LEO BENSEMANN Takaka Stonehenge 1983 oil on board. 632 x 775 mm. (Collection of the Bank of New Zealand)
It was a stimulating intellectual environment, enlivened by visits from fellow artists, writers, and musicians which sparked off a significant period of intense artistic activity for both Leo Bensemann and Rita Angus. On the subject of artistic influences between the two artists Bensemann is adamant: 'We thought differently and our skills were totally different - but I think its true that we found stimulation in each other's work. But as for influencing one another that I think was quite impossible - nor do I think we could have worked together in any sort of harmony if that had been so. When A.R.D. Fairburn visited Christchurch in 1947 he said to me: 'When I came down here I expected to find that Rita had influenced your work but now I find the opposite to be the case." I didn't agree.'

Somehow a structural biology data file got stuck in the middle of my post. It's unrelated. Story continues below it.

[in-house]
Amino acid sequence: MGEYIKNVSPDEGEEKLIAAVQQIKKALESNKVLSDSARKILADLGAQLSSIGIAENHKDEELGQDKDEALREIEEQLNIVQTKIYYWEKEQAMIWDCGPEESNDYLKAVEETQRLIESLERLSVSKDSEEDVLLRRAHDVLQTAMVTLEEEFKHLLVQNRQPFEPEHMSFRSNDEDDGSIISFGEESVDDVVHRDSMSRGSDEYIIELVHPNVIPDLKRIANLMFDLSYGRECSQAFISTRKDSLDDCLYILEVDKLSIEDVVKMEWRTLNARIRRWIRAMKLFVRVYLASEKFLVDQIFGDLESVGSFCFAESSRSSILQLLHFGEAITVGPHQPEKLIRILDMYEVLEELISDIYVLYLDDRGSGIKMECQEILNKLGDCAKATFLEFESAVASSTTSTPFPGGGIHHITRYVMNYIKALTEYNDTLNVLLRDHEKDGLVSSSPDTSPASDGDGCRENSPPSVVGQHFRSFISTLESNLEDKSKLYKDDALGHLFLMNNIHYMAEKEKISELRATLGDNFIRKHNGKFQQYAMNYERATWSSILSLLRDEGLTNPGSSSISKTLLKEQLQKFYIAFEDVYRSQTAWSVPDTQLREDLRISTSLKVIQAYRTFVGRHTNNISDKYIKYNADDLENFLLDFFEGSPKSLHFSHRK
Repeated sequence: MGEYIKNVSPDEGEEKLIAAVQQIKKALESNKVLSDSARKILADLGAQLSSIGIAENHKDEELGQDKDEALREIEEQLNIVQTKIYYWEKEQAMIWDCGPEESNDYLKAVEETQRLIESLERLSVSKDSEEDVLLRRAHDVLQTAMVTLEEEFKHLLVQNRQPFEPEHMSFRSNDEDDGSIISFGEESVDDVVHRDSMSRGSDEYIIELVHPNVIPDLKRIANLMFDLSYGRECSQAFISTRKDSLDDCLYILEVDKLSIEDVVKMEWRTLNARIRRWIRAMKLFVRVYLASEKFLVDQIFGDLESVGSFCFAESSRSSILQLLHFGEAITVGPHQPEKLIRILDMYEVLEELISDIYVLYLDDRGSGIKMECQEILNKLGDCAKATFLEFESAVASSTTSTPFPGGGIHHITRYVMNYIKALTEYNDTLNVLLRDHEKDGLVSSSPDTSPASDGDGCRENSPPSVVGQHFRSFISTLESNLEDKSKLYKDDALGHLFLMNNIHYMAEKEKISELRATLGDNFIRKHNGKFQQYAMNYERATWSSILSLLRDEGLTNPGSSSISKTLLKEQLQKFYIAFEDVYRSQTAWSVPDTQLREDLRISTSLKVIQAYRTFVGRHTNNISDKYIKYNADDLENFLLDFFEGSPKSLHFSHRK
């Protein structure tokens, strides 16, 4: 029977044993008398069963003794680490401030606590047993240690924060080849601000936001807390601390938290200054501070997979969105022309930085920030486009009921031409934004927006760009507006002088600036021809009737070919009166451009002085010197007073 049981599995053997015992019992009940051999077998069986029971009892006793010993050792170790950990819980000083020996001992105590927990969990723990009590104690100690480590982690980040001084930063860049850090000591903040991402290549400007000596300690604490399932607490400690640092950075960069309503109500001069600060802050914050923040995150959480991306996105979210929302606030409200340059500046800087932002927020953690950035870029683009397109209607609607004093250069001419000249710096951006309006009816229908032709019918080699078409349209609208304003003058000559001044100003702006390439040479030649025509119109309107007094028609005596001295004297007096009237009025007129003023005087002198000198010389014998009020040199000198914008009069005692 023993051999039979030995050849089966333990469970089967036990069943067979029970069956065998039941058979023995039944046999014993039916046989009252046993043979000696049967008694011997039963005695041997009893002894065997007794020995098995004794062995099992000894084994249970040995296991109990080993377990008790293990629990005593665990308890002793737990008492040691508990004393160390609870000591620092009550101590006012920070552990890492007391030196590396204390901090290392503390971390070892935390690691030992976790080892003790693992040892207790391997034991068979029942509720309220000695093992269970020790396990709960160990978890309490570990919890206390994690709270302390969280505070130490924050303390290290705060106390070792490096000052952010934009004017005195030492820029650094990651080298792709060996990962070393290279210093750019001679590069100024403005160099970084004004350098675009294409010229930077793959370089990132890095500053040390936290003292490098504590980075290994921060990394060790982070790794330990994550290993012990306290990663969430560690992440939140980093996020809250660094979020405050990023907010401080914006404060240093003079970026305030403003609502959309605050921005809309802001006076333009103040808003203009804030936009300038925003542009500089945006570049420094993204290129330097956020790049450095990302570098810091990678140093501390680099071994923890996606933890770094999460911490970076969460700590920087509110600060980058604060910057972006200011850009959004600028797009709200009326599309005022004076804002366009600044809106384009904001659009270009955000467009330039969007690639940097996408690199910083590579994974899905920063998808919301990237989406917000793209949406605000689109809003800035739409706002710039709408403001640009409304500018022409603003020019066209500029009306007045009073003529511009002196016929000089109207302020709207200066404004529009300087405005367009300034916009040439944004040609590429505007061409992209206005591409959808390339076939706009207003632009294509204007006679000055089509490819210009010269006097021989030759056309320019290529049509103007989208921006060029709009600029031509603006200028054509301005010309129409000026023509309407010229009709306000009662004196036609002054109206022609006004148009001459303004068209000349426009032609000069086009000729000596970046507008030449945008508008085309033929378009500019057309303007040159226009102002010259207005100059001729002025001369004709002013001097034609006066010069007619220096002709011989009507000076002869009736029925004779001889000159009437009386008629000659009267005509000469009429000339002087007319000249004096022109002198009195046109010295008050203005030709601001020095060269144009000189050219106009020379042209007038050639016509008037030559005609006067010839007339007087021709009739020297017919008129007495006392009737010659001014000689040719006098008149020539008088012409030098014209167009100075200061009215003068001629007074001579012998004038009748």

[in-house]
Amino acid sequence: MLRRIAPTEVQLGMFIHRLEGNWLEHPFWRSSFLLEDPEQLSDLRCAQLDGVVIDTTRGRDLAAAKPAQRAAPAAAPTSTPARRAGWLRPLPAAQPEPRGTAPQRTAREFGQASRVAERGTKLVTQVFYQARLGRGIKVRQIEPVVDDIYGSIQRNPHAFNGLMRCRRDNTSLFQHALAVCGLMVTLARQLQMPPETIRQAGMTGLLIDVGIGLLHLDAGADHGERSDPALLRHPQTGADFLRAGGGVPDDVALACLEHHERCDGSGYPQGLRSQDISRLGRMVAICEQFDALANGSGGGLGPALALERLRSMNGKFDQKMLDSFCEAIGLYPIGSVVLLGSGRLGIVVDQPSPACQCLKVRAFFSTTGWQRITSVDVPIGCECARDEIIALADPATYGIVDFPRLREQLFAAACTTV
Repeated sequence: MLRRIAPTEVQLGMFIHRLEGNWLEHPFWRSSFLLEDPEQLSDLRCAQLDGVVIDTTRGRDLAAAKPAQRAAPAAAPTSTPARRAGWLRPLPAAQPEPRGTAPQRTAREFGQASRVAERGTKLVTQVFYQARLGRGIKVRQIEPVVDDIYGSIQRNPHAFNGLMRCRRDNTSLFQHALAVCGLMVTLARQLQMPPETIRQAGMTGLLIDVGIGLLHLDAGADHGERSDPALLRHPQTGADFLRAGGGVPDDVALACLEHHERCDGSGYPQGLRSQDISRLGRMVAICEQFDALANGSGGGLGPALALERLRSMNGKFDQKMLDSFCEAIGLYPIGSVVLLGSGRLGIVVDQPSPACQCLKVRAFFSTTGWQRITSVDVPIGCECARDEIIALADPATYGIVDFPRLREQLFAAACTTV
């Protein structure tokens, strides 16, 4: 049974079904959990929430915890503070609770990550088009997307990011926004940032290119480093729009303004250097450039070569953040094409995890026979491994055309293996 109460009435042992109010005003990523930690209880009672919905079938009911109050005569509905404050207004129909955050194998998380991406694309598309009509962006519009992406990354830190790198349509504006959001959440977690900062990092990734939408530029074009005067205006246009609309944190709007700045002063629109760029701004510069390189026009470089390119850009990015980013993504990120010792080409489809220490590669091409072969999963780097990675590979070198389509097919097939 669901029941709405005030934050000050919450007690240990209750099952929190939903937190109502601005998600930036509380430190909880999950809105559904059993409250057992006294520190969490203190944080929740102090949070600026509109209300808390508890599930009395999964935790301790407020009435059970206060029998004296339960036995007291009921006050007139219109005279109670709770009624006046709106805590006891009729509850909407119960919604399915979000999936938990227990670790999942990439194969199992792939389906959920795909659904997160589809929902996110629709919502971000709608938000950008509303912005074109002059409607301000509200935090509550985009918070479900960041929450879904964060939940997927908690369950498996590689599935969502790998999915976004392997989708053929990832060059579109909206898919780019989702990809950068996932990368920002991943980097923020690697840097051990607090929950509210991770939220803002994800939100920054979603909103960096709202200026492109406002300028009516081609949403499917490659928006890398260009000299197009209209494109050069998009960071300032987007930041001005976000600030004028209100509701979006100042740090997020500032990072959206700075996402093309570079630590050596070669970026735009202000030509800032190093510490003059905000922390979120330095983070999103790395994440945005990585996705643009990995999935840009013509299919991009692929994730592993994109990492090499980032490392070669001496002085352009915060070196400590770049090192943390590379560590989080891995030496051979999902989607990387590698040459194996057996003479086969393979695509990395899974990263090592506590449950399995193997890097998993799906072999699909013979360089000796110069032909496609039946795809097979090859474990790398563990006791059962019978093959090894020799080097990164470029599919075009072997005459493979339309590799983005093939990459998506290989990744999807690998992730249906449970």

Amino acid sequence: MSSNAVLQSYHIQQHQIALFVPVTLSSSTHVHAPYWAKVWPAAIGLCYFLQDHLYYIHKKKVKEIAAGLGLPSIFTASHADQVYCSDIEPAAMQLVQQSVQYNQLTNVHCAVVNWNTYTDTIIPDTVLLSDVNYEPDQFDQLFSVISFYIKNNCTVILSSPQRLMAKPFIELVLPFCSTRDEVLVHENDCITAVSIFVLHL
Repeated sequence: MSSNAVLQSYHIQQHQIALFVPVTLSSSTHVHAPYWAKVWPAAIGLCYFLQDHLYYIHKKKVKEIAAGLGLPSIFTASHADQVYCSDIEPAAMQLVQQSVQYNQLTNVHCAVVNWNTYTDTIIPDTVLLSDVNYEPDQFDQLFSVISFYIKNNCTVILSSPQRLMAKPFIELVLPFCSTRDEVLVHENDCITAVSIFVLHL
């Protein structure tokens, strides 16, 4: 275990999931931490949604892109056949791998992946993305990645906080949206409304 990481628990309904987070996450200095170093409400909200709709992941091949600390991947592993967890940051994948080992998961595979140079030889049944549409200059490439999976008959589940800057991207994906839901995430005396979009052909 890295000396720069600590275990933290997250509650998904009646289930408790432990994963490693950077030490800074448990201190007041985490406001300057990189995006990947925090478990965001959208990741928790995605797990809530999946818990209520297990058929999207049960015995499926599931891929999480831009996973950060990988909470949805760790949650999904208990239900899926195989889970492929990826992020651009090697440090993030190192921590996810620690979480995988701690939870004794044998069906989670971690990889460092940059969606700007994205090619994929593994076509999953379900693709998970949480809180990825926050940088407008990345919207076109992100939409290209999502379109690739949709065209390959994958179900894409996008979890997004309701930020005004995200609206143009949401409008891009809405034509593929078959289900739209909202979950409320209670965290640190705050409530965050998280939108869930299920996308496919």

Nevertheless, both artists admired Japanese art, the Italian primitives and Renaissance painting. They shared models, drew and painted each other and shared a quickening of interest in portraiture. Bensemann recalls them sitting at either end of their dining room table simultaneously drawing one another. From exercises such as this they completed four portraits each.
Bensemann's superb draughtsmanship in the Holbein tradition is evident in his Portrait of Rita Angus (1937). A scrupulously exact likeness when compared with photographs of her at this date, it is also a penetrating analysis of a face. The gaze is direct, the texture of the hair carefully differentiated, the definition of the features rendered with an uncanny precision.
A pencil portrait of Rita Angus (published in the New Zealand Arts Year Book, No. 7, 1951 p.7) shows her in profile, an expressive hand clasping one arm. Again the modelling of the face is firm yet sensitive.